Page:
Hello, since I've noticed a couple of times that people confuse upsampling, resampling etc. I thought I should try to explain these terms. Before I can explain resampling though I have to explain upsampling, interpolation, downsampling and decimation. Upsampling is the simple process of inserting zeros between the original samples to increase the sampling rate (fs). For example, adding one zero between each sample doubles the sampling rate but also introduces undesired spectral images above the original Nyquist frequency (fs / 2). Interpolation is the process of upsampling followed by filtering to remove the undesired spectral images. The filter is a low-pass filter that ideally completely eliminates all frequencies above the original Nyquist frequency while passing those below (the original signal) unchanged. The interpolation factor is usually symbolized by "L". L = target fs / source fs. Downsampling is the simple process of throwing away samples to reduce the sampling rate. For example, throwing away every other sample halves the sampling rate. Decimation is the process of filtering (to avoid aliasing) followed by downsampling. The decimation factor is usually symbolized by "M". M = source fs / target fs. Resampling (sample rate conversion) is the combination of interpolation and decimation to change the sampling rate by a rational factor. For example, if we want to resample 44100 Hz (CD audio) to 96000 Hz we have a resampling factor of: 2.17687... Though, to be able to interpolate and decimate we need integer factors. So if we use: L = 320 M = 147 then we first interpolate: 44100 Hz * 320 = 14112000 Hz and then decimate: 14112000 Hz / 147 = 96000 Hz of course only one low-pass filter is necessary, to remove undesired spectral images above the lower fs / 2. In this case: 22050 Hz. Efficient implementations will only calculate the sample values that appear on the output. Any questions?

I have recorded sound on my I phone camera set on Video mode. The sound was a high sharp noise. But when I play back the recording I here audio voices that sound like chip and dale. Any idea on how I can splice it up?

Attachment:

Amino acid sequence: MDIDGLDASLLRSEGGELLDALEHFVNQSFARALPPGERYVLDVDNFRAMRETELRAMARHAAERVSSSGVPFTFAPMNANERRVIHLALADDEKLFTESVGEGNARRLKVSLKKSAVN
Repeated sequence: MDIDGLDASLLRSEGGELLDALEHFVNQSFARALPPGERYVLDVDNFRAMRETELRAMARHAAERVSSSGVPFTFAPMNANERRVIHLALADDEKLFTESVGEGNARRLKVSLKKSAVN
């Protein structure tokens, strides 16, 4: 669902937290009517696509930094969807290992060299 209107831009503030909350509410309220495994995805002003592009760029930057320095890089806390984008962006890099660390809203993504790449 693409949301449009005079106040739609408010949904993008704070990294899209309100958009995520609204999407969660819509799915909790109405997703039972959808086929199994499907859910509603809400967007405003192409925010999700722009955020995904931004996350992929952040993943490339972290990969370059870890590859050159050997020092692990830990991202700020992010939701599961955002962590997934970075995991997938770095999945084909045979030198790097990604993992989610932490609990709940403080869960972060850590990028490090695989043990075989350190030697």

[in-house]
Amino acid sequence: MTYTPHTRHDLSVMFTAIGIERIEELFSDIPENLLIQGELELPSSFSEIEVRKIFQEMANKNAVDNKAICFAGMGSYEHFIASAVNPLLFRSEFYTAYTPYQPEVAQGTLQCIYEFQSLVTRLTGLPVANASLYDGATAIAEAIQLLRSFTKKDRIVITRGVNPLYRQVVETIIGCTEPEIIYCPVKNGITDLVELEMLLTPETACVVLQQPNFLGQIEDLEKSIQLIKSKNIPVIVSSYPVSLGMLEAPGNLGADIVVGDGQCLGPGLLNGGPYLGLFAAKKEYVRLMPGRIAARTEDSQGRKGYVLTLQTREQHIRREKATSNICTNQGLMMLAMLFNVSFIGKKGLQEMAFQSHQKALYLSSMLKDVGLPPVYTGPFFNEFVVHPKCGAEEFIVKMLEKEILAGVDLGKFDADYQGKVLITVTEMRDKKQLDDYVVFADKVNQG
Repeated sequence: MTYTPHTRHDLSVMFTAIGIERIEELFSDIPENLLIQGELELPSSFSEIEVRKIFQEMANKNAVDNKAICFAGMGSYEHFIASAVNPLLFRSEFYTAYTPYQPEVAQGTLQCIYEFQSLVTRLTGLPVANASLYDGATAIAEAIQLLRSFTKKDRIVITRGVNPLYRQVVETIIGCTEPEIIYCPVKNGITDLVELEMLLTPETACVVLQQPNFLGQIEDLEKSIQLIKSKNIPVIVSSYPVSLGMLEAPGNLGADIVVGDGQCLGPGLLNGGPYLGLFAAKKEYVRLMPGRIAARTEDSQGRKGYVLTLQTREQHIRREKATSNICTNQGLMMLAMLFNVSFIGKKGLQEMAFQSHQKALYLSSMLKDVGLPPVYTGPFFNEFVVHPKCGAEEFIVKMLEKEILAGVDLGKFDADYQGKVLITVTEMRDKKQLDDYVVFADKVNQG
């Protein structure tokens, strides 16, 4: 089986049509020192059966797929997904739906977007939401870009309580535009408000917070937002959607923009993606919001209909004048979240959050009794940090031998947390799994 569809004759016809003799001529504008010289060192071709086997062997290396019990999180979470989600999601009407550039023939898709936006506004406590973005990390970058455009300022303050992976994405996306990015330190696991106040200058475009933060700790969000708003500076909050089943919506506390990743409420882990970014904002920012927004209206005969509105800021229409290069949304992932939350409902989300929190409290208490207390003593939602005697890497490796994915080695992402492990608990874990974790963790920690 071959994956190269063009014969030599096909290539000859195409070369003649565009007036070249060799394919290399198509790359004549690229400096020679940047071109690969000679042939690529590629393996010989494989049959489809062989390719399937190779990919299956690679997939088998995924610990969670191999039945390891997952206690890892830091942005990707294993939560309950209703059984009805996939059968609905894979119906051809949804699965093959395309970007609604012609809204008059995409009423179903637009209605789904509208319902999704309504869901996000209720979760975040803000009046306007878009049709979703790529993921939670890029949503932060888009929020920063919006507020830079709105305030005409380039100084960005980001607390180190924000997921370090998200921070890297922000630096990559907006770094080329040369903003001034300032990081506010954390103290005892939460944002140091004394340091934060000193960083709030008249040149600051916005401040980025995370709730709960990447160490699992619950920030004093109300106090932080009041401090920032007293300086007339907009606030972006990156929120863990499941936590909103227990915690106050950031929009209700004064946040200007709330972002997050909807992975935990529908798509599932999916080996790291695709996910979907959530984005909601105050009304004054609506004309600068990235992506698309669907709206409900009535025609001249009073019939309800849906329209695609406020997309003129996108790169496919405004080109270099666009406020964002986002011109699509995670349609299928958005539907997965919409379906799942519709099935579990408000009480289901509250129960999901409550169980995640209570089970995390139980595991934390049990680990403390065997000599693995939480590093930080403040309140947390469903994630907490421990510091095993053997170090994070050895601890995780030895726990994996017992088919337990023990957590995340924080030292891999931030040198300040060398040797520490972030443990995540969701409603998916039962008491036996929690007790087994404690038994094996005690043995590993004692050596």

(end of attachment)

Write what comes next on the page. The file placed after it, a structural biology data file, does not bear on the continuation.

@manchurian: Your question doesn't fit in this thread. Try somewhere else please. Here's an example of the interpolation process. The image shows a 21 kHz sine wave, sampled at 44.1 kHz with 3 zeros inserted between each original sample (= upsampling by 4x). If we interpolate, i.e. filter out the spectral images introduced by upsampling, we get this: As you can see, all these additional (redundant) samples can be reconstructed simply by interpolation.

In the first image, why does it seem like there's some aliasing? I guess a simple way to upsample would be to first do 2x sampling, where a new sample is just an average of adjacent samples. Then to make it 4x, introduce one more sample each between the newly added sample, the previous sample, and next sample. Followed by some low pass filtering.

Quote: There is no aliasing since the signal (a single 21 kHz sine wave) is band-limited to below fs/2 (= 22.05 kHz). A full 21 kHz sine wave cycle has 44.1/21 = 2.1 samples and that's what makes it look "odd". There's no even number of samples per cycle so they will shift 0.1 samples per cycle. Had I chosen 14.7 kHz instead of 21 kHz you'd see exactly 44.1/14.7 = 3 samples per cycle. I chose 21 kHz intentionally to show that thinking in "straight lines" does not work. Quote: If you look at the non-zero samples in the first image and add average samples in between you will see that the result will be anything but a clean 21 kHz sine wave. To get high sound quality from a resampler you need a proper filter, typically a windowed sinc filter. Linear interpolation (= averages) only works well if you have oversampled the signal, i.e. sampled the signal with a much higher sampling rate than needed. For a >96 dB SNR with linear interpolation you need a sampling rate of 5644.8 kHz (= 128 * 44.1 kHz)!!!

Quote: To up-sample from 48 KHz to 96 KHz, wouldn't you simply repeat each sample, rather than insert a zero? --Ethan